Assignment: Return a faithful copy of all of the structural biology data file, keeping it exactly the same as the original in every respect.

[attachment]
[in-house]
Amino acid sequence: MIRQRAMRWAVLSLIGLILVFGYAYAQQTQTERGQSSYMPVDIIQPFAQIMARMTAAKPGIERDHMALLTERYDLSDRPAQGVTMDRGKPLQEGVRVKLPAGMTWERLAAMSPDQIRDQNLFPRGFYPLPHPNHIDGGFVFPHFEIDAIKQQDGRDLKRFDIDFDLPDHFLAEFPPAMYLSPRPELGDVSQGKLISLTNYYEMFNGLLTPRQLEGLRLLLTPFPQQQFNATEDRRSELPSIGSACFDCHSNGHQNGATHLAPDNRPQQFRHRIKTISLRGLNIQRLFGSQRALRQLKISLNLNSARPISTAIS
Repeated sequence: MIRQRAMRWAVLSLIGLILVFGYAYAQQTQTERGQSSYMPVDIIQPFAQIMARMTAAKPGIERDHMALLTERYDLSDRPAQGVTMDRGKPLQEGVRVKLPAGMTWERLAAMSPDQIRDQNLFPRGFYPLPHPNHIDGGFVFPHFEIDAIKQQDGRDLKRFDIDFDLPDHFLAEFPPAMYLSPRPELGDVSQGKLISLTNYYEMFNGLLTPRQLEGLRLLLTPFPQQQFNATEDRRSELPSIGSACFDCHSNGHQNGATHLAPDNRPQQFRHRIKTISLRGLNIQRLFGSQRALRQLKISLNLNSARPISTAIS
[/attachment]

[in-house]
Amino acid sequence: MIRQRAMRWAVLSLIGLILVFGYAYAQQTQTERGQSSYMPVDIIQPFAQIMARMTAAKPGIERDHMALLTERYDLSDRPAQGVTMDRGKPLQEGVRVKLPAGMTWERLAAMSPDQIRDQNLFPRGFYPLPHPNHIDGGFVFPHFEIDAIKQQDGRDLKRFDIDFDLPDHFLAEFPPAMYLSPRPELGDVSQGKLISLTNYYEMFNGLLTPRQLEGLRLLLTPFPQQQFNATEDRRSELPSIGSACFDCHSNGHQNGATHLAPDNRPQQFRHRIKTISLRGLNIQRLFGSQRALRQLKISLNLNSARPISTAIS
Repeated sequence: MIRQRAMRWAVLSLIGLILVFGYAYAQQTQTERGQSSYMPVDIIQPFAQIMARMTAAKPGIERDHMALLTERYDLSDRPAQGVTMDRGKPLQEGVRVKLPAGMTWERLAAMSPDQIRDQNLFPRGFYPLPHPNHIDGGFVFPHFEIDAIKQQDGRDLKRFDIDFDLPDHFLAEFPPAMYLSPRPELGDVSQGKLISLTNYYEMFNGLLTPRQLEGLRLLLTPFPQQQFNATEDRRSELPSIGSACFDCHSNGHQNGATHLAPDNRPQQFRHRIKTISLRGLNIQRLFGSQRALRQLKISLNLNSARPISTAIS